Is it time for “a theology of being fired”?
Pastors should prep their people for costly conviction in the workplace
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When the U.S. Supreme Court issued its landmark Obergefell ruling in 2015, triumphant proponents of same-sex marriage lectured opponents with the refrain, “Our gay marriage won’t affect you.” But we already knew this was a promise made only for effect. A year earlier, Mozilla executive Brendan Eich was forced to resign due to his donation to a non-profit group promoting traditional marriage in California. The forces of moral progressivism always intended to coerce.
Soon the pressure campaigns built, targeting businesses such as Chick-fil-A and others for their donations to Christian organizations. Athletes like Drew Brees were shamed for appearing with organizations like Focus on the Family. Clearly, access to civil marriage rites was only the beginning and now anything short of a full embrace of the entire spectrum of LGBTQ+ is considered bigotry.
Nowhere has this ethos been adopted more than in the executive suites of corporate America, where everything from cookies to cereal is rebranded in service of the shibboleths of the sexual revolution. But what about Christians of conviction working for these multinational conglomerates? Increasingly, many are facing enormous pressure to participate in the quasi-religious rites during seasons such as Pride Month.
I recently had a conversation with someone who works for one of America’s iconic brands. He shared that in company meetings, overt LGBTQ+ advocacy is expected of employees, leaving many afraid to push back for fear of losing their jobs. Companywide directives are issued, requiring total employee buy-in, including displaying or wearing LGBTQ+ symbols and requiring the use of “preferred” pronouns in company email communications. The employee to whom I spoke has managed to find some refuge in newly formed groups of Christians who are thinking through what it looks like to be faithful in an increasingly hostile environment. But Christian employees must keep a low profile, amidst Slack channels and corporate gatherings where even mild dissent is not tolerated.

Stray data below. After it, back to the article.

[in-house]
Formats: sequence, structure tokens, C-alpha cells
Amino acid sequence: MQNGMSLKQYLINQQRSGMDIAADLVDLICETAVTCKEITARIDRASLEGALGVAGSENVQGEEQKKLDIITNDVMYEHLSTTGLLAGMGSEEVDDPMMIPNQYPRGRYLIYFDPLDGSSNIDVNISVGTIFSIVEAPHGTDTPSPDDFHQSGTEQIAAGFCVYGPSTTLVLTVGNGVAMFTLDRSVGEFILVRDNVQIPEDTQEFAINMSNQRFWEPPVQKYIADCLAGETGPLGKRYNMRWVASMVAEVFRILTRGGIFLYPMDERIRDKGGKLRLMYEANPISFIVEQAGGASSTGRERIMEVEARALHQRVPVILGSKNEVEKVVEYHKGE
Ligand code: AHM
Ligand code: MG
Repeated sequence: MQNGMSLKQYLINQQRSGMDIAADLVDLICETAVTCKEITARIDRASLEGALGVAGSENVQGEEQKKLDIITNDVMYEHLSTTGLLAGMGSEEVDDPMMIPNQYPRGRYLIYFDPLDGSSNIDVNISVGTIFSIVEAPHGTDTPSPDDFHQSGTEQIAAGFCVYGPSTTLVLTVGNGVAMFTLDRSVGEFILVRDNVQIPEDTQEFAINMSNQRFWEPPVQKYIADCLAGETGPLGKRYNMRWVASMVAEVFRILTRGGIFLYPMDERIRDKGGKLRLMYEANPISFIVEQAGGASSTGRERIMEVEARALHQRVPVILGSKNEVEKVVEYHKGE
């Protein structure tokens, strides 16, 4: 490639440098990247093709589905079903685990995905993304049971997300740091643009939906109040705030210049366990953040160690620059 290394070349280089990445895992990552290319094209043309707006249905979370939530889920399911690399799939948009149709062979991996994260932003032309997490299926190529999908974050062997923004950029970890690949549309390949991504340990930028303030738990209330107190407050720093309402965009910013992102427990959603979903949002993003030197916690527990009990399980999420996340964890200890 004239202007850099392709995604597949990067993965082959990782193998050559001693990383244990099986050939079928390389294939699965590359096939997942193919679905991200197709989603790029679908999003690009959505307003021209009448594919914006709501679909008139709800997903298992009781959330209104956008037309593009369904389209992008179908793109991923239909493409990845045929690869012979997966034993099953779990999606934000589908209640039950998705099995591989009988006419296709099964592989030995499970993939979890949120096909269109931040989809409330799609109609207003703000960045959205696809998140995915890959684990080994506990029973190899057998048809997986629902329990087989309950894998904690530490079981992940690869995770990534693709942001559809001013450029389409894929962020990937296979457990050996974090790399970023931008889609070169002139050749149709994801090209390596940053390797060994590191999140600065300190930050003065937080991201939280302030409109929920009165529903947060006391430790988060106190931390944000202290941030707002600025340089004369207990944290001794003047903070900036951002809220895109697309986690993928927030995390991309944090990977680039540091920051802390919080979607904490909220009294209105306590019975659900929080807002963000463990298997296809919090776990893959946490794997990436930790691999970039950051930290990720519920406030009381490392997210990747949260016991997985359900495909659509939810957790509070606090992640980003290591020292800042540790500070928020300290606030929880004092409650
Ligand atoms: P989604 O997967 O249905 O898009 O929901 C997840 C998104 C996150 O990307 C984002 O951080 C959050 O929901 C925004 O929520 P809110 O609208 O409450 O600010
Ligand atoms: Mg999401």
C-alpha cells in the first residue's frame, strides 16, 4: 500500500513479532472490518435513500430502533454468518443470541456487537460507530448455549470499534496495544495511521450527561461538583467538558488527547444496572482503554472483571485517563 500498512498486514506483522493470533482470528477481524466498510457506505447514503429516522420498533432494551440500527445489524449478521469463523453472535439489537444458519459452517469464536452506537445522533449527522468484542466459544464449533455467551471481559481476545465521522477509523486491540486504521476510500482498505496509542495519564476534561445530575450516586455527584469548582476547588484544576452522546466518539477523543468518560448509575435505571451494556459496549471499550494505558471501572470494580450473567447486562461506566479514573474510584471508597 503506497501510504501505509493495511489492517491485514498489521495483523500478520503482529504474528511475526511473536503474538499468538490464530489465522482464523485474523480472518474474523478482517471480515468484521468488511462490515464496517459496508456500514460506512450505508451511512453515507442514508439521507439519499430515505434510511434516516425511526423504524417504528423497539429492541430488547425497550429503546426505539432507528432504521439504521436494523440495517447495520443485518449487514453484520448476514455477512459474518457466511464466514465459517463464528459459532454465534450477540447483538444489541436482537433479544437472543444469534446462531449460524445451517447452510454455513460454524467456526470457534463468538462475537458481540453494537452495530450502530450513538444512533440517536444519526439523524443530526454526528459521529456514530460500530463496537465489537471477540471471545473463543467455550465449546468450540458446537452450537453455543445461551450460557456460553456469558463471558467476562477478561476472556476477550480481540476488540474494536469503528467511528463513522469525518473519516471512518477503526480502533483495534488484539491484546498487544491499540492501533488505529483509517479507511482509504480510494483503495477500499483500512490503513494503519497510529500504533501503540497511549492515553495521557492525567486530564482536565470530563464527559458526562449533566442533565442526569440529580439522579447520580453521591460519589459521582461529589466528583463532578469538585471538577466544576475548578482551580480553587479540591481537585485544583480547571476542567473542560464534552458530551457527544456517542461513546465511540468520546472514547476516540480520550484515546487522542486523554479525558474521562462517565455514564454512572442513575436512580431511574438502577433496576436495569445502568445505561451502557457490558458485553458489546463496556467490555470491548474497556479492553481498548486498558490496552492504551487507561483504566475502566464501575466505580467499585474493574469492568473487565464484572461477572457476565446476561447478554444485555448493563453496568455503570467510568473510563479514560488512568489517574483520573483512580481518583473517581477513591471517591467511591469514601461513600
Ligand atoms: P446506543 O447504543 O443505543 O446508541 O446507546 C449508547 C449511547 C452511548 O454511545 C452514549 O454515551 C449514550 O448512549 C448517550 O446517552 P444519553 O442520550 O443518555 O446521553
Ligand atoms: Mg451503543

I was struck by this conversation. As a pastor and denominational executive, I’ve mostly worked in Christian environments, free of the pressure to declare support for something that so directly violates my beliefs. But for many of our brothers and sisters in Christ who make a living working for America’s corporations, these are constant questions of conscience. These employees struggle with when to speak up and when to be quiet and what, if any, legal resources they possess.
This is where Christian pastors are needed. We must equip God’s people to live out their faith in Monday through Friday vocations. Not only are we urging them to be witnesses, finding appropriate opportunities to build relationships and evangelize their coworkers, but we also must help them avoid being evangelized by the false ideologies around them. We still need Christians present to change secular institutions, but we should be mindful of the way these institutions might be changing them.
Thankfully, Scripture is not silent and offers us guidance for such a time. The Apostle Peter, written to a first-century church increasingly ostracized for refusing to participate in pagan religious rituals, gives Christians a framework to faithful witness:
“If you are insulted for the name of Christ, you are blessed, because the Spirit of glory and of God rests upon you. But let none of you suffer as a murderer or a thief or an evildoer or as a meddler. Yet if anyone suffers as a Christian, let him not be ashamed, but let him glorify God in that name” (1 Peter 4:14–16).
Christian employees should be model employees, exhibiting the fruits of the spirit and avoiding the temptation to seek confrontation for confrontation’s sake. Yet, like the three young exiles in Babylon, who didn’t seek martyrdom, sometimes trouble finds us, simply because of our faith. Like them, we should refuse to bow the knee to the false gods of the age. This is what John Stonestreet often calls “a theology of being fired.”
This kind of courage comes with costs, costs that pastors and churches must understand. Christian employees in hostile corporate environments need pastors willing to bolster them with gospel courage. They need a community of faith providing spiritual and material support when they must make a hard choice to fight or go public or if they lose their job. Perhaps Christian businessmen and evangelical non-profit organizations might be ready to step up and provide employment.
This kind of environment, once unthinkable, might become reality for many of our fellow Christians. Yet, we should not be alarmed, for Jesus promised that to follow Him would invite, at times, opposition from the prevailing culture (John 15:18). Peter warned that these kinds of “fiery trials” should not be surprising to us (1 Peter 4:12). We can meet this moment with both courage and joy, our lives pointing others to a better way in Jesus.
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